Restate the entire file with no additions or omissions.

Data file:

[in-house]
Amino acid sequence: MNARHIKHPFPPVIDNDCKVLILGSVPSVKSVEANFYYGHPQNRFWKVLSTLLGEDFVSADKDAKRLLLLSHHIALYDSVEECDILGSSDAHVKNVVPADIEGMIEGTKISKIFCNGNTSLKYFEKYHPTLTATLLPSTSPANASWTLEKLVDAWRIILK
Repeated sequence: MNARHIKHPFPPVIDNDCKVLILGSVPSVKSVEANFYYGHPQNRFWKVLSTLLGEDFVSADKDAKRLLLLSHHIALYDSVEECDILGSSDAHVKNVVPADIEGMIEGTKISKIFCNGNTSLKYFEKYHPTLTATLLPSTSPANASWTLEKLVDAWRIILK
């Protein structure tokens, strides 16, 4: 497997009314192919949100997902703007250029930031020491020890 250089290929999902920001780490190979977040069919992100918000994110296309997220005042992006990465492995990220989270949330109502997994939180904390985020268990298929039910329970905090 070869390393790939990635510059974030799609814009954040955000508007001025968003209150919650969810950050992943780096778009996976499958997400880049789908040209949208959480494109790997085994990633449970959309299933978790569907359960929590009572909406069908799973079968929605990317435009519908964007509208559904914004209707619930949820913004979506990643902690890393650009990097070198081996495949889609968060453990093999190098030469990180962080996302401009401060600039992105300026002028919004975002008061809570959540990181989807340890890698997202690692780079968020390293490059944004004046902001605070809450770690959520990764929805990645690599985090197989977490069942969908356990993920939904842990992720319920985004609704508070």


[in-house]
Amino acid sequence: MNARHIKHPFPPVIDNDCKVLILGSVPSVKSVEANFYYGHPQNRFWKVLSTLLGEDFVSADKDAKRLLLLSHHIALYDSVEECDILGSSDAHVKNVVPADIEGMIEGTKISKIFCNGNTSLKYFEKYHPTLTATLLPSTSPANASWTLEKLVDAWRIILK
Repeated sequence: MNARHIKHPFPPVIDNDCKVLILGSVPSVKSVEANFYYGHPQNRFWKVLSTLLGEDFVSADKDAKRLLLLSHHIALYDSVEECDILGSSDAHVKNVVPADIEGMIEGTKISKIFCNGNTSLKYFEKYHPTLTATLLPSTSPANASWTLEKLVDAWRIILK
């Protein structure tokens, strides 16, 4: 497997009314192919949100997902703007250029930031020491020890 250089290929999902920001780490190979977040069919992100918000994110296309997220005042992006990465492995990220989270949330109502997994939180904390985020268990298929039910329970905090 070869390393790939990635510059974030799609814009954040955000508007001025968003209150919650969810950050992943780096778009996976499958997400880049789908040209949208959480494109790997085994990633449970959309299933978790569907359960929590009572909406069908799973079968929605990317435009519908964007509208559904914004209707619930949820913004979506990643902690890393650009990097070198081996495949889609968060453990093999190098030469990180962080996302401009401060600039992105300026002028919004975002008061809570959540990181989807340890890698997202690692780079968020390293490059944004004046902001605070809450770690959520990764929805990645690599985090197989977490069942969908356990993920939904842990992720319920985004609704508070």